Now, the bullet movie clip you created in the previous page - that is not a duplicated movie clip. That is the source movie clip from which the rest of the movie clips are duplicated from. So, trying to remove the source bullet movie clip using removeMovieClip will not work. Why not let the bullet go beyond the screen? Nobody will see it go beyond the stage.

While nobody will see it go beyond the stage and up into the stratosphere, Flash and your system still recognize it. As the movie clip keeps going up, the actions in the onClipEvent(enterFrame) continue to be executed. Not only is the execution unnecessary, the further the movie clip goes, the larger the numbers used in calculating its y position, the greater the amount of system resources needed, and the more frustrated one will get when their computer starts to behave sluggishly after a few minutes of playing.

Therefore, I set an if statement that checks if the name of the movie clip. If the name of the movie clip matches the name of the original source movie, the actions simply don't execute. How did I find the name of original movie? It's not the instance name. I simply ran a trace(this._name) statement in the onLoad handler that gave me the name of the movie clip. With that information handy, _level0.bullet, I was on my way to preventing the movie clip from executing any actions by placing it as a condition in an if statement. All subsequent movie clips have different names and are duplicated, so they will initialize, move, and be removed like they are supposed to.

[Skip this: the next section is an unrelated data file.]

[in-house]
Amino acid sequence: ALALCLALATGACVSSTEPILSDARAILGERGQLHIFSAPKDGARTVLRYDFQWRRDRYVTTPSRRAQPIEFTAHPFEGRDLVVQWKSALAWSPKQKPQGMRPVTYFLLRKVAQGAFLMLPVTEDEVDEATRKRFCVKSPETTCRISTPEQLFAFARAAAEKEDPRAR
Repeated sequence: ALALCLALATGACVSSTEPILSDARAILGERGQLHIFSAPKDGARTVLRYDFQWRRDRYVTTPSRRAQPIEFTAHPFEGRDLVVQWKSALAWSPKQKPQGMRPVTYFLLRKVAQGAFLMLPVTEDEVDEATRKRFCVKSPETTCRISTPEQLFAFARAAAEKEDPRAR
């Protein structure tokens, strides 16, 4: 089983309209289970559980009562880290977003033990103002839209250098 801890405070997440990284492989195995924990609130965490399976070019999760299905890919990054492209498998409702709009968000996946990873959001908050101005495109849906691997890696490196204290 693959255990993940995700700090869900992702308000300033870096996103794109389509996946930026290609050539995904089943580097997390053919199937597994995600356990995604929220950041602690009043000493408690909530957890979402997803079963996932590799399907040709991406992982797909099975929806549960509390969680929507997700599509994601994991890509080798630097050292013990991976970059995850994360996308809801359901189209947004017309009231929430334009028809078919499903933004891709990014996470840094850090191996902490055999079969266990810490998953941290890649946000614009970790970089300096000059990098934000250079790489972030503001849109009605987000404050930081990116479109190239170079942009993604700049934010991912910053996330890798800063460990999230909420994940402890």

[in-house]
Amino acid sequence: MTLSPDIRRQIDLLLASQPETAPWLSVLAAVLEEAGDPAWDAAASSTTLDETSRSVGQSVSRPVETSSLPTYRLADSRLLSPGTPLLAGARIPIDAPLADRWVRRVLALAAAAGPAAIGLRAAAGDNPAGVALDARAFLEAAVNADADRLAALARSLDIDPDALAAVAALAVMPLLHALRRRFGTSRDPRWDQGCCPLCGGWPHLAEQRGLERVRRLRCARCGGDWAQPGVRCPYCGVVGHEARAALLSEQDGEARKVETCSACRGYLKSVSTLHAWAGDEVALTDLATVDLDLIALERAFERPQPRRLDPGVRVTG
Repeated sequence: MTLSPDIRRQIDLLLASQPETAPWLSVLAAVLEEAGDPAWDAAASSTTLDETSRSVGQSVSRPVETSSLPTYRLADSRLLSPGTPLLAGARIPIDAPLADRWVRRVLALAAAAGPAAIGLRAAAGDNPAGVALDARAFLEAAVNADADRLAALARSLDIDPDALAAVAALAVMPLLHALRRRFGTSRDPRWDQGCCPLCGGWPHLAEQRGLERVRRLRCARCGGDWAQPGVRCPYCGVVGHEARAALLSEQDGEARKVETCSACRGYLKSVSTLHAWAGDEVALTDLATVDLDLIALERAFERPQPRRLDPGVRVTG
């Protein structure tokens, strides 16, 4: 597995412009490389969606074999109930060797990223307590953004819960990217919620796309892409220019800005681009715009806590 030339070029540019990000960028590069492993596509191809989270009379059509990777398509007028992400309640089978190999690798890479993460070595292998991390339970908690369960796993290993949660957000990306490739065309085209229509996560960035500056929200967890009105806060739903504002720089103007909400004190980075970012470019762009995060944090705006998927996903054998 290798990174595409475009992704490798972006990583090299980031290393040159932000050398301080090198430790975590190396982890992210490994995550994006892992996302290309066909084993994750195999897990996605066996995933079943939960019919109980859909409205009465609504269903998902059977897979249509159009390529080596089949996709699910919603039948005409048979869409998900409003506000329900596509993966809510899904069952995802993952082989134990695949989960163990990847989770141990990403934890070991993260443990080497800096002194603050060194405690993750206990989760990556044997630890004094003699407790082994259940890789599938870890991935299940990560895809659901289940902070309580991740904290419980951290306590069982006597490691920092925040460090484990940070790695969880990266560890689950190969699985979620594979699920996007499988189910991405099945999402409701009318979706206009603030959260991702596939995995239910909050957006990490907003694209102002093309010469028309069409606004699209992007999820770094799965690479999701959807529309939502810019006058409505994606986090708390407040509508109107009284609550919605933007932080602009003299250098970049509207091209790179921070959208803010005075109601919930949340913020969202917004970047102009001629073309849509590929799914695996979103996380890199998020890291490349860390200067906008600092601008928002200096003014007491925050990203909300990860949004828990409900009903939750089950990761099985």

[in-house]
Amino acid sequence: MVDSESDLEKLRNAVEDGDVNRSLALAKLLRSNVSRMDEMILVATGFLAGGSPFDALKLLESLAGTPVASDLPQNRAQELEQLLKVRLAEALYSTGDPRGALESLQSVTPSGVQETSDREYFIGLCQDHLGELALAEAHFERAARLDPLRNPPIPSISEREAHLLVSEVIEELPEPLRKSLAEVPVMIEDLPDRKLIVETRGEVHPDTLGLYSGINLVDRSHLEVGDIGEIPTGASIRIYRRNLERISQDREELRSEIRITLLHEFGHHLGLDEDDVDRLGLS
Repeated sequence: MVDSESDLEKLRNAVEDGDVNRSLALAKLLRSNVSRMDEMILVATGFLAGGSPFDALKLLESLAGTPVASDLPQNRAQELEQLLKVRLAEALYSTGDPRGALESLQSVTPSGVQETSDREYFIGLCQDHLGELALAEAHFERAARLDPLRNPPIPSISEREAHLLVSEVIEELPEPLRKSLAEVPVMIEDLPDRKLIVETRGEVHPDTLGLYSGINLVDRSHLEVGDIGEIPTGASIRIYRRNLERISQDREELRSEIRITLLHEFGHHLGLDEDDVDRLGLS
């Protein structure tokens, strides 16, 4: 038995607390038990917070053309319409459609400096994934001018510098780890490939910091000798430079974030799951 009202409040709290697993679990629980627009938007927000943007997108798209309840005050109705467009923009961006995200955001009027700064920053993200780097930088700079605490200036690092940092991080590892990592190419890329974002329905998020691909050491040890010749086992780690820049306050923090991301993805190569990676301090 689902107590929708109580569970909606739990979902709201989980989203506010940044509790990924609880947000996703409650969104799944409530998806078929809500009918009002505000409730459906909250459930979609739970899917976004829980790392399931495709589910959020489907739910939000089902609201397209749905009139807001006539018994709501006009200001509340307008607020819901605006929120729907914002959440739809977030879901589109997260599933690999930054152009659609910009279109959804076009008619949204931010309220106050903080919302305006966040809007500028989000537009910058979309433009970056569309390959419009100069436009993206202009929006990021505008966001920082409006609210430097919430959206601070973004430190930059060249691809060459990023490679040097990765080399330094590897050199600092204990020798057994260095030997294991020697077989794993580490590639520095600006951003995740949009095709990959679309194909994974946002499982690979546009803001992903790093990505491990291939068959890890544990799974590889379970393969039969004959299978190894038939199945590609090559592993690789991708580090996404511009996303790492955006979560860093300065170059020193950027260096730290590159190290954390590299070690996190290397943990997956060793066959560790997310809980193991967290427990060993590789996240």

Now, let's have a quick review of what happens. First, the crab button is pressed. The variable for fire is initialized to 1. The movie clip is duplicated and has a number equivalent to the value of i attached to its instance name. The movie clip's onLoad handler tells it, after being duplicated, to position itself on the same x and y co-ordinates as that of the crab.

When you reach onEnterFrame, Flash checks to make sure you are a duplicated movie clip by ensuring your name is not the same name as that of the source bullet movie clip you created. Once that test is passed, you check to ensure that the variable fire is still 1. With that done, the movie clip's visibility is set to 1 so you can see the bullet as it streaks upward. The streaking upward action is controlled by the this._y -=5 action. Remember, in Flash, subtracting from a y value makes the object go up on the stage.

Once the bullet movie clip reaches the top of the animation, it is removed because a duplicated movie can be easily removed with the removeMovieClip() function. Repeat everything mentioned under Replay each time for each time the mouse button is depressed. Quite amazing isn't it?

You are finished with this tutorial! I hope you found the explanations helpful. I tried to make sure you understand why each and every line of code works the way it does. Some of the sections, such as checking to see if the movie clip is the original movie clip you created, are nitpicky. It is not designed to make this more complicated. All of these little details, in the end, help make you a better programmer and, hopefully, a good game designer.

Here is the source code for the final animation:

download source for flash mx

Just a final word before we wrap up. If you have a question and/or want to be part of a friendly, collaborative community of over 220k other developers like yourself, post on the forums for a quick response!